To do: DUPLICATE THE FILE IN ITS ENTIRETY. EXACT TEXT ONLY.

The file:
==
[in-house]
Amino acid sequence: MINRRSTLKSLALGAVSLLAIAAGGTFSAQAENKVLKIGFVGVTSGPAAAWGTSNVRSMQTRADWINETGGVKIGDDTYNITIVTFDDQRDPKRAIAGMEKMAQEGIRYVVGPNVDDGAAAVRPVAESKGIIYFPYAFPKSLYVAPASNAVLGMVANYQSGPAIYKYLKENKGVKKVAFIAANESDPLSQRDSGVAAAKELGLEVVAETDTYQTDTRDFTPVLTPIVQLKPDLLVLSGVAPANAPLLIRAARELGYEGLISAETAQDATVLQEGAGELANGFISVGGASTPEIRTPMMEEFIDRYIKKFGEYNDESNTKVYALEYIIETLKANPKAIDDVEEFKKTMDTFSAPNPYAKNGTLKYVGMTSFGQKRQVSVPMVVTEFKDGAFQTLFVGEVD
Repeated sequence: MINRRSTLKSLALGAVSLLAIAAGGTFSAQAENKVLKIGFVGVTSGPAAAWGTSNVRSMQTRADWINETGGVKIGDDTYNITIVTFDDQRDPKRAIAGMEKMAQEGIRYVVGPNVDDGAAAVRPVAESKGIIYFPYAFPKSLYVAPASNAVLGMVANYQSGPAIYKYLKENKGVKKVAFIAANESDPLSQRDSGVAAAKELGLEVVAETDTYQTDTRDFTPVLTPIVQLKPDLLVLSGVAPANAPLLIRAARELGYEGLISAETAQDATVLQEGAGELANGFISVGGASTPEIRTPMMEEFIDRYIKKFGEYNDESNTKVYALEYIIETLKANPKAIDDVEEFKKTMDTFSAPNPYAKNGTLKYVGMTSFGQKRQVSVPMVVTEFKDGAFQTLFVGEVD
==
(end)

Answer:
[in-house]
Amino acid sequence: MINRRSTLKSLALGAVSLLAIAAGGTFSAQAENKVLKIGFVGVTSGPAAAWGTSNVRSMQTRADWINETGGVKIGDDTYNITIVTFDDQRDPKRAIAGMEKMAQEGIRYVVGPNVDDGAAAVRPVAESKGIIYFPYAFPKSLYVAPASNAVLGMVANYQSGPAIYKYLKENKGVKKVAFIAANESDPLSQRDSGVAAAKELGLEVVAETDTYQTDTRDFTPVLTPIVQLKPDLLVLSGVAPANAPLLIRAARELGYEGLISAETAQDATVLQEGAGELANGFISVGGASTPEIRTPMMEEFIDRYIKKFGEYNDESNTKVYALEYIIETLKANPKAIDDVEEFKKTMDTFSAPNPYAKNGTLKYVGMTSFGQKRQVSVPMVVTEFKDGAFQTLFVGEVD
Repeated sequence: MINRRSTLKSLALGAVSLLAIAAGGTFSAQAENKVLKIGFVGVTSGPAAAWGTSNVRSMQTRADWINETGGVKIGDDTYNITIVTFDDQRDPKRAIAGMEKMAQEGIRYVVGPNVDDGAAAVRPVAESKGIIYFPYAFPKSLYVAPASNAVLGMVANYQSGPAIYKYLKENKGVKKVAFIAANESDPLSQRDSGVAAAKELGLEVVAETDTYQTDTRDFTPVLTPIVQLKPDLLVLSGVAPANAPLLIRAARELGYEGLISAETAQDATVLQEGAGELANGFISVGGASTPEIRTPMMEEFIDRYIKKFGEYNDESNTKVYALEYIIETLKANPKAIDDVEEFKKTMDTFSAPNPYAKNGTLKYVGMTSFGQKRQVSVPMVVTEFKDGAFQTLFVGEVD